Background and Aims Idiopathic transverse myelitis is a rare focal inflammatory disorder of the spinal cord causing motor, sensory, and autonomic dysfunction. Although it has significant anaesthetic implications, there are few reports of obstetric anaesthesia management of patients affected by this condition, with even fewer describing a neuraxial anaesthesia approach.
Methods The authors describe the successful use of neuraxial anaesthesia in a 40-year-old female patient (69kg, 1.52m) at 39 weeks pregnancy with idiopathic transverse myelitis proposed for elective caesarean section. After multidisciplinary team discussion involving a neurologist, and considering the patient´s currently asymptomatic neurological status, a combined spinal-epidural anaesthesia was performed with an initial subarachnoid injection of 1.5 ml of 0,75% ropivacaine and 2.5 µg of sufentanil followed by placement of an epidural catheter for postoperative multimodal analgesia.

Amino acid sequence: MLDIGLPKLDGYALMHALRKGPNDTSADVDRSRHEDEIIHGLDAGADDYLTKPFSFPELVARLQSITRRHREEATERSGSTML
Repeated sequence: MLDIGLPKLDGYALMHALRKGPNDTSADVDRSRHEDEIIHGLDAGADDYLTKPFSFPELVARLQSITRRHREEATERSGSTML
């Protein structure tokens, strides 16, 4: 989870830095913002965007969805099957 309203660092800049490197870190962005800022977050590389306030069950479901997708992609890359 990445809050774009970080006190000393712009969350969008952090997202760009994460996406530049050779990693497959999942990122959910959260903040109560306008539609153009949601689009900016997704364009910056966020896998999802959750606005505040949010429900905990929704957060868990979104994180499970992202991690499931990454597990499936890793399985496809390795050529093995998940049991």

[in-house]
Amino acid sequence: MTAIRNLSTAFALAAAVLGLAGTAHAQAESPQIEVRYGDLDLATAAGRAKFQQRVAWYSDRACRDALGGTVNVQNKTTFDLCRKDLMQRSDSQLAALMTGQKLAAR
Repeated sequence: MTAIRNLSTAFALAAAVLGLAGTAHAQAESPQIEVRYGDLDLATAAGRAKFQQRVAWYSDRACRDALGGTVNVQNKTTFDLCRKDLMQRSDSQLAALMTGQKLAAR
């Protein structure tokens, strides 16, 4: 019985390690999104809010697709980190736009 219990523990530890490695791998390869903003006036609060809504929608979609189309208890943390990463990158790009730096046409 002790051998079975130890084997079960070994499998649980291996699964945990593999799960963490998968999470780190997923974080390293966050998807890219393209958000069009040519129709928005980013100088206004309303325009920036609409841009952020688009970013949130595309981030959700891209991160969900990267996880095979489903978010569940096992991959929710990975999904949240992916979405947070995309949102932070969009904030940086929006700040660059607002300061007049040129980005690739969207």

Results The procedure was uneventful and postoperative recovery was unremarkable with no reappearance of previous symptoms. The patient was discharged three days after the procedure. Two months after the anaesthesia no new neurological changes have been identified or reported when compared to the preoperative setting.
Conclusions Neuraxial anaesthesia may be a safe approach for elective caesarean section in patients with idiopathic transverse myelitis under similar circumstances. However, neurological assessment before and after neuraxial block is essential, as well as obtaining informed consent.
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